Prices in Italy jumped by 11.9 per cent in October compared to the same month a year ago, the highest in nearly four decades, according to provisional data released by the National Statistics Institute (ISTAT).
The figure was 3 percentage points above the then-record 8.9-per cent of annual inflation in September, and it was the highest since 1983 in Italy, Xinhua news agency reported.
It was also the first time that the country’s inflation experienced double digits since Italy’s adoption of the euro currency in 1999.
The main driver behind the price increase was the rising energy costs sparked by the Russia-Ukraine war, ISTAT said on Friday.
But even the “core” inflation rate — which excludes energy and food costs given their susceptibility to international market forces — rose by 5.3 per cent in October.
Costs for services less susceptible to energy-related factors were still higher in October, up 3.7 per cent compared to a year earlier.
Local media reports said that the record-setting inflation rate helped to illustrate the tough economic climate that the newly-installed government, led by Giorgia Meloni, is facing.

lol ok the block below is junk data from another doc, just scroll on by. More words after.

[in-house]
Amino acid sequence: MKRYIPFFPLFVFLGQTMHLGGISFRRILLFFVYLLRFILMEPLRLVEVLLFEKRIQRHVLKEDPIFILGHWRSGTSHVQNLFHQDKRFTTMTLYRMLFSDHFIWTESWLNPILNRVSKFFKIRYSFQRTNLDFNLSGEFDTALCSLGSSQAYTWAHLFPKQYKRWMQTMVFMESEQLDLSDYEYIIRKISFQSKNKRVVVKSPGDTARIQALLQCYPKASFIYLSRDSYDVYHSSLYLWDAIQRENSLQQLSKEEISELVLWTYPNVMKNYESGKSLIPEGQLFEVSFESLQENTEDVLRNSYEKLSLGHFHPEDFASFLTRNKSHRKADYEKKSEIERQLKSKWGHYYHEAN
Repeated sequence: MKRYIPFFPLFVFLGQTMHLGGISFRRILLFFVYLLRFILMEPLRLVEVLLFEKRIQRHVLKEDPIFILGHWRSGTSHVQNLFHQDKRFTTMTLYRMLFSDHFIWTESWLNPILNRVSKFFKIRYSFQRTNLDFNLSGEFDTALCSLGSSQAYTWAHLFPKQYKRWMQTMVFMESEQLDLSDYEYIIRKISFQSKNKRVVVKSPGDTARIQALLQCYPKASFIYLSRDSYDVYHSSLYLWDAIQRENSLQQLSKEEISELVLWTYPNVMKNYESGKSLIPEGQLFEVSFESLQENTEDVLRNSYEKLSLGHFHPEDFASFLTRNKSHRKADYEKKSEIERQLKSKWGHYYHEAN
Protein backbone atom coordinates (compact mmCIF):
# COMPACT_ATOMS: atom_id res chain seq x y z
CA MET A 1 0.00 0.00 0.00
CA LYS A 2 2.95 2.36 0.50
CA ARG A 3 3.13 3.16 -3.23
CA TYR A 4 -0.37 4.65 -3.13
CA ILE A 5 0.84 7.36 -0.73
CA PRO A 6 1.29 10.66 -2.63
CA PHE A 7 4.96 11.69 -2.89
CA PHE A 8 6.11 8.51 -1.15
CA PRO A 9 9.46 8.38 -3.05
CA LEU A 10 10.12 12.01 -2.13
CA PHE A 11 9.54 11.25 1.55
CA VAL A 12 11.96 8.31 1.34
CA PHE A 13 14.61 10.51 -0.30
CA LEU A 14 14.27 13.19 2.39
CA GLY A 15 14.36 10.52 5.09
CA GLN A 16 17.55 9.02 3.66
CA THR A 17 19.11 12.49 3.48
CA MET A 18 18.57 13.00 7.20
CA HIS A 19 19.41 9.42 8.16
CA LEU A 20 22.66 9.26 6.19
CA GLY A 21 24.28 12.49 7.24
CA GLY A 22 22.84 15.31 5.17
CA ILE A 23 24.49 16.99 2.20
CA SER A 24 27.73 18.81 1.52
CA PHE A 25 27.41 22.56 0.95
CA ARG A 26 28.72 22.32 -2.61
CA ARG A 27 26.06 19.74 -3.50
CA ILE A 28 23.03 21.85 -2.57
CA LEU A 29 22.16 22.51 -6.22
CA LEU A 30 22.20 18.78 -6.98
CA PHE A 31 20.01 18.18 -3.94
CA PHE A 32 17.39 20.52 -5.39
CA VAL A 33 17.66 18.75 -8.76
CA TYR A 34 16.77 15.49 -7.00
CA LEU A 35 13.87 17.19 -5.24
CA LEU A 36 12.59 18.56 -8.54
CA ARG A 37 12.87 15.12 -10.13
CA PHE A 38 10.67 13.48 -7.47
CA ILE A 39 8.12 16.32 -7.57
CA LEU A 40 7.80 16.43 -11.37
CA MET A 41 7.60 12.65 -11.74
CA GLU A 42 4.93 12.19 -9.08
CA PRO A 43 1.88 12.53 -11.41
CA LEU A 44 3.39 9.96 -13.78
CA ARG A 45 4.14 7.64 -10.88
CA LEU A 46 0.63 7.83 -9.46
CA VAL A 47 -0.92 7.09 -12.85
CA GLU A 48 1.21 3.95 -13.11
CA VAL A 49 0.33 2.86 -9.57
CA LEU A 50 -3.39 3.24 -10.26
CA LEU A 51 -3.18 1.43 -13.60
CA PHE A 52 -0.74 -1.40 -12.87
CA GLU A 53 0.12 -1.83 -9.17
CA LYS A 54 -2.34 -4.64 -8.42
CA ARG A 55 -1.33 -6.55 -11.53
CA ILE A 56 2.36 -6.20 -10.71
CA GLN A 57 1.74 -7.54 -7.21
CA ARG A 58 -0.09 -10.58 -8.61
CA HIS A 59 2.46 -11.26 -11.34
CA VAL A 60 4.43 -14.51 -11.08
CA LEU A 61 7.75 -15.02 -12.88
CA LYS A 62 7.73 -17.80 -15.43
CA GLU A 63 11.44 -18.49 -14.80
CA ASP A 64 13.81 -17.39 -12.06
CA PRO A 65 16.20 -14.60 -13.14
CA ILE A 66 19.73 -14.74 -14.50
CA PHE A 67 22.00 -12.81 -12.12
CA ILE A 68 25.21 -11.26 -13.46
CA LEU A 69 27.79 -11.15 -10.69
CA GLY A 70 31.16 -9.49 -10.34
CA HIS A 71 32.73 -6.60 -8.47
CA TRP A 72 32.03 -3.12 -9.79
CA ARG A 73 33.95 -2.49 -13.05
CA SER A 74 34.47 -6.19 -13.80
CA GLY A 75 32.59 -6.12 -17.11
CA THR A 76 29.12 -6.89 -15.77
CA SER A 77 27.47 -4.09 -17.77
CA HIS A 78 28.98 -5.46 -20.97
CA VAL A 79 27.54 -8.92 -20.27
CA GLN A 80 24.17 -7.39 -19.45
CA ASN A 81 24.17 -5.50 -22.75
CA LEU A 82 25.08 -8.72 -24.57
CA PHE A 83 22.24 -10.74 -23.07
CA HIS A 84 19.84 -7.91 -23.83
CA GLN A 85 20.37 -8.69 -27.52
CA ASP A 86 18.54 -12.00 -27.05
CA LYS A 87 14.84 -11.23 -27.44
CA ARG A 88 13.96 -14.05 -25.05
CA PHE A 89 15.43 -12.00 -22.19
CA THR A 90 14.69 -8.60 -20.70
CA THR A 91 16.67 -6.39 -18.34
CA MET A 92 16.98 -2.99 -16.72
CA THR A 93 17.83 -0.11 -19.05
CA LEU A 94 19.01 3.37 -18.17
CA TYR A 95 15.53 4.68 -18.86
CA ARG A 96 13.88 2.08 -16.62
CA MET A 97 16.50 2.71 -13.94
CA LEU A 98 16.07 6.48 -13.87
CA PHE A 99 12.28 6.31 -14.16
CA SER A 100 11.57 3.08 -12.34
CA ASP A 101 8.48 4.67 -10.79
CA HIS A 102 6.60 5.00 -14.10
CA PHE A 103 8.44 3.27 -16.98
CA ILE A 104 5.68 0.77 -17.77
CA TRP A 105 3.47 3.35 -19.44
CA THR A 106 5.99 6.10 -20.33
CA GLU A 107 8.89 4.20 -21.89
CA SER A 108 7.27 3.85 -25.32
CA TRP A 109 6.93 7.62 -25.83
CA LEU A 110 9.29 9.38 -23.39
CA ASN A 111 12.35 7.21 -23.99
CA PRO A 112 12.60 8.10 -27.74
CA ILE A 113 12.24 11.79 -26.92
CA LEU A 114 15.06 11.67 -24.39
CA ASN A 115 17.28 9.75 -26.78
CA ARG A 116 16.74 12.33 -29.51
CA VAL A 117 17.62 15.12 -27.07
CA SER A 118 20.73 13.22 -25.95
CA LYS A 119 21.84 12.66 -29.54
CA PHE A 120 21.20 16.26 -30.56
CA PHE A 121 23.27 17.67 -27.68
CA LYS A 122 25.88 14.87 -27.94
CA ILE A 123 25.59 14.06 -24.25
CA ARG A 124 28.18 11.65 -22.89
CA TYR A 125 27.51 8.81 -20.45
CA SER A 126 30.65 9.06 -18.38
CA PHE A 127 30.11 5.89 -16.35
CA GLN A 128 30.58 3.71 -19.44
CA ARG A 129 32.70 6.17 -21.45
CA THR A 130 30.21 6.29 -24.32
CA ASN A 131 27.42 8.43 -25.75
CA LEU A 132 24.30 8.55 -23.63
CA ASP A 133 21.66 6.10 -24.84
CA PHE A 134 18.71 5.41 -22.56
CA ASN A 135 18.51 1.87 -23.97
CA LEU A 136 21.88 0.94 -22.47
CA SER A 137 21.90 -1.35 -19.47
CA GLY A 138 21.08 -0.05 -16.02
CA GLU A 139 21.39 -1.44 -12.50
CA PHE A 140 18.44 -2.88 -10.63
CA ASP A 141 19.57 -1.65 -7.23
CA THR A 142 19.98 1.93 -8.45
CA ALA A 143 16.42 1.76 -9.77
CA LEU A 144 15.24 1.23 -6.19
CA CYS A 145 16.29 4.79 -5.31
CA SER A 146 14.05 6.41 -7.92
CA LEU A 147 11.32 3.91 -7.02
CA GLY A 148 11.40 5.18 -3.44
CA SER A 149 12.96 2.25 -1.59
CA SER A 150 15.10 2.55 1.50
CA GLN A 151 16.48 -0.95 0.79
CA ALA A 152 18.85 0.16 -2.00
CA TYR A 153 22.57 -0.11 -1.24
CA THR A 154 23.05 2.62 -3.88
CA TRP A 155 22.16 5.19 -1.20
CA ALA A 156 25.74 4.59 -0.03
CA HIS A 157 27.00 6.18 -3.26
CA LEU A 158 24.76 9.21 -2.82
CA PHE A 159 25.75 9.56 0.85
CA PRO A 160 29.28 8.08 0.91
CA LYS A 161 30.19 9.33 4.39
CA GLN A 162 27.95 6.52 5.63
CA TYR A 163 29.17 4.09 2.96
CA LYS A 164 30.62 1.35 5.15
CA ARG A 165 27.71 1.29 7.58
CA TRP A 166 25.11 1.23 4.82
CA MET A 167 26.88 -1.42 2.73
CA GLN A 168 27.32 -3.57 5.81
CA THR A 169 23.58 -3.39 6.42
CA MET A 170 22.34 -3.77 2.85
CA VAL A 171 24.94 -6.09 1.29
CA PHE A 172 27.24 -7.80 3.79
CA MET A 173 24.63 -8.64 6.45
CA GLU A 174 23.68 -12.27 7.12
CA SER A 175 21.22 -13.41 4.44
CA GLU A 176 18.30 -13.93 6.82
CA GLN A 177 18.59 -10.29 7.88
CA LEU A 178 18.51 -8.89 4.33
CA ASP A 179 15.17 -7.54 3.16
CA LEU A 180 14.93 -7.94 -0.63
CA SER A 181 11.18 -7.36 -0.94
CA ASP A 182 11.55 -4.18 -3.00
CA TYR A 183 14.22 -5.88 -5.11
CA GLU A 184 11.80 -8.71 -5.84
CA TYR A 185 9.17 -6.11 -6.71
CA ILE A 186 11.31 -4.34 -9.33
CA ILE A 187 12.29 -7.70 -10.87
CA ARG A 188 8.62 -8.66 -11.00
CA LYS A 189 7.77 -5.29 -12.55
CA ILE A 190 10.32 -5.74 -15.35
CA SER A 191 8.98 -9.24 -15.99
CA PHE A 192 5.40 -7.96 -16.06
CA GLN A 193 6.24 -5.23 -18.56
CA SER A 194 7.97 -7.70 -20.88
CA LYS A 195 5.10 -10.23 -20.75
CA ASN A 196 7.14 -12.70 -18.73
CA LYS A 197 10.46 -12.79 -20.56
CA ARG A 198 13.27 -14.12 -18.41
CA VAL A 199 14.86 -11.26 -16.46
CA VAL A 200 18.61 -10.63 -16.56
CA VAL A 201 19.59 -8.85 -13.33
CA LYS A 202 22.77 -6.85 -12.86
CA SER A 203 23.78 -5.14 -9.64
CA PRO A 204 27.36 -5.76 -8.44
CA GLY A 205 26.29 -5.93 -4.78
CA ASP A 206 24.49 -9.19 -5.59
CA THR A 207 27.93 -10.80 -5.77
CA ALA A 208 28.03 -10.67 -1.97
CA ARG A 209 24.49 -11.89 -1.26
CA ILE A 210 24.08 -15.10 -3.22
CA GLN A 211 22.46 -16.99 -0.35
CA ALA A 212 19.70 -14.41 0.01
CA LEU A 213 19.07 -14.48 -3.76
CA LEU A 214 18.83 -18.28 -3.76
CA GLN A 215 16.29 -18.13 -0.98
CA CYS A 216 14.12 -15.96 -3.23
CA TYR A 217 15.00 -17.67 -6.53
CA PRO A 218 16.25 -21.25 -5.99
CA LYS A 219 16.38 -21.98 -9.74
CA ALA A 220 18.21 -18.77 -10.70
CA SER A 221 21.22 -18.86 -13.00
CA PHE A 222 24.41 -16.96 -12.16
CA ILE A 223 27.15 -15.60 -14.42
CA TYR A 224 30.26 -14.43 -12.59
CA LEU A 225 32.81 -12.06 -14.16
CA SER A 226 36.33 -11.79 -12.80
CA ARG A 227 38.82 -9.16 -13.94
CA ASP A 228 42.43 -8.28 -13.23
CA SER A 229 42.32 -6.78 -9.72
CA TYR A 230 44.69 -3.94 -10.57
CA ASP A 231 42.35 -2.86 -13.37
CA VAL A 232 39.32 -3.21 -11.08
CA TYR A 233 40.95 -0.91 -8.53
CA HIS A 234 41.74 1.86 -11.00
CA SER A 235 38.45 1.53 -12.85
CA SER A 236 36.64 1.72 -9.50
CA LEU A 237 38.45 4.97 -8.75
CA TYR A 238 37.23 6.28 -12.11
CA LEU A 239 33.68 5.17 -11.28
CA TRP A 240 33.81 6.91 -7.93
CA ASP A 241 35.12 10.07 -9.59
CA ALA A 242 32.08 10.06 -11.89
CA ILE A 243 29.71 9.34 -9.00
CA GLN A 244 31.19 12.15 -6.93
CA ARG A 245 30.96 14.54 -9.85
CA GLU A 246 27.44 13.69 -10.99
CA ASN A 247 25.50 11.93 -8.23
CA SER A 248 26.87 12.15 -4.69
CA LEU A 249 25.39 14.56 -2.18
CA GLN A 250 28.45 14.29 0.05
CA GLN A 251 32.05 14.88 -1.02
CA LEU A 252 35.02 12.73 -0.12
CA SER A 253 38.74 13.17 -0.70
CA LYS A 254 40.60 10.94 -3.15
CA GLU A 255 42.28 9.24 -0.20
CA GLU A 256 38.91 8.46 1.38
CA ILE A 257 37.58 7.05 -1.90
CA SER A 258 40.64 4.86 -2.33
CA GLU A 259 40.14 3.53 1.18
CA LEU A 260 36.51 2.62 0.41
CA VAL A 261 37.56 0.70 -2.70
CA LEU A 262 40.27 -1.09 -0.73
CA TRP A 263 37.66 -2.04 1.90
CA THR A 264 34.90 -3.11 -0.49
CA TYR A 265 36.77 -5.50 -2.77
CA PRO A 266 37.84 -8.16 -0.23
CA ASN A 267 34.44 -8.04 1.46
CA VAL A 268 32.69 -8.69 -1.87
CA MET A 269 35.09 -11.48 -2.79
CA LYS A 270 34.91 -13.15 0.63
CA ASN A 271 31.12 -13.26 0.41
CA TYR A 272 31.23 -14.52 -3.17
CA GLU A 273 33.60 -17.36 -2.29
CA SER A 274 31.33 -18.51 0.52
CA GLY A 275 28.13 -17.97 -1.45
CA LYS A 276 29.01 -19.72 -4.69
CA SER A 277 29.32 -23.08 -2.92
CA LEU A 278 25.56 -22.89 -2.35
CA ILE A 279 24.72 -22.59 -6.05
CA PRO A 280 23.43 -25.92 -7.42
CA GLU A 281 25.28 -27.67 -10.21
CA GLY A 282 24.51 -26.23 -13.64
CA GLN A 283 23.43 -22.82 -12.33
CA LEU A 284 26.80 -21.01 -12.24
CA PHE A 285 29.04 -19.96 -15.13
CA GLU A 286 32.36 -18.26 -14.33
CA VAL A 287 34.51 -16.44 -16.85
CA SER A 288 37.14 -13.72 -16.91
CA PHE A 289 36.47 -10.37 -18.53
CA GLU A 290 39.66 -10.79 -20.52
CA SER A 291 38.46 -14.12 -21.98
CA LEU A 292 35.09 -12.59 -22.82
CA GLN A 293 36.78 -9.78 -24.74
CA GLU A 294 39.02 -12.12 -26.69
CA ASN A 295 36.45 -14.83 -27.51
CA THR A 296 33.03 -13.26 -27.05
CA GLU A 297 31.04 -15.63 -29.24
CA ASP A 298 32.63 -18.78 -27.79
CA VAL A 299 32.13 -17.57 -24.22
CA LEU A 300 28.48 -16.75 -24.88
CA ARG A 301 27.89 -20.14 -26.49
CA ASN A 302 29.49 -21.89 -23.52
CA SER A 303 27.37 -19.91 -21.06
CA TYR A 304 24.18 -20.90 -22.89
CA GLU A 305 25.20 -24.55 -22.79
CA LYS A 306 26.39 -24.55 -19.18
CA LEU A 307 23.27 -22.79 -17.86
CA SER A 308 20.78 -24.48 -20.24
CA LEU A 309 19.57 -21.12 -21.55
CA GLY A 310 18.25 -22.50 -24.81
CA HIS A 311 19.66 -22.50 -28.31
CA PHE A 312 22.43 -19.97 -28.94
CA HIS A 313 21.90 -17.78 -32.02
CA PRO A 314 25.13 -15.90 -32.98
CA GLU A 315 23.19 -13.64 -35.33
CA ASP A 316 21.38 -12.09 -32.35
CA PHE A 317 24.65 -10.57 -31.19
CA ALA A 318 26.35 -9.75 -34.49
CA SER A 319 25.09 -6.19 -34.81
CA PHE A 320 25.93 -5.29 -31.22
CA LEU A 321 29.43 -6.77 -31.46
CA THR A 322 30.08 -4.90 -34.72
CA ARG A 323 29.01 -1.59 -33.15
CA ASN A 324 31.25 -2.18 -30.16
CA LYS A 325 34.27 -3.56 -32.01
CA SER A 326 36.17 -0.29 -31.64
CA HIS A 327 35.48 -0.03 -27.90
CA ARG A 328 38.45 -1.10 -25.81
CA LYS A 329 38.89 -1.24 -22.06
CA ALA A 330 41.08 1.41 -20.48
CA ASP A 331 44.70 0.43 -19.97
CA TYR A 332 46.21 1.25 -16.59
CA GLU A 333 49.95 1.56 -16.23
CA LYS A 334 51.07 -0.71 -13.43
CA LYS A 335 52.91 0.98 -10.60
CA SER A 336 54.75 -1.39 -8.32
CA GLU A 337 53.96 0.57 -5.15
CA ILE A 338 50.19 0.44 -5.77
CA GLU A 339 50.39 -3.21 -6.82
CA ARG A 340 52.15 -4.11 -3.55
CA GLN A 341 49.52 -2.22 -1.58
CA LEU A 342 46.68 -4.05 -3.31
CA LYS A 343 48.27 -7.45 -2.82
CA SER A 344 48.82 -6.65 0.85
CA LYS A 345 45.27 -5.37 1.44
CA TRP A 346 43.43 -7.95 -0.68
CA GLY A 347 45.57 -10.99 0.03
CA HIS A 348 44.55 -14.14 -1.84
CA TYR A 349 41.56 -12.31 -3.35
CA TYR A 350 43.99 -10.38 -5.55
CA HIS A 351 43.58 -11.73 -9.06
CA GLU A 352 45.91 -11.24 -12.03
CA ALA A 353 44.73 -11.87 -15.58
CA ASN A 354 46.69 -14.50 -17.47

Meloni, who was sworn in as prime minister on Saturday, has vowed to curb energy prices and overall inflation in the coming months.
“It is mostly energy goods, whether regulated or unregulated, that explain the extraordinary acceleration of inflation,” ISTAT said in a statement.
“Prices for food goods also continued to accelerate to paint a picture of inflationary pressures that ran through almost all product sectors; only recreational, cultural, and personal care sectors are withstanding the trend,” it added.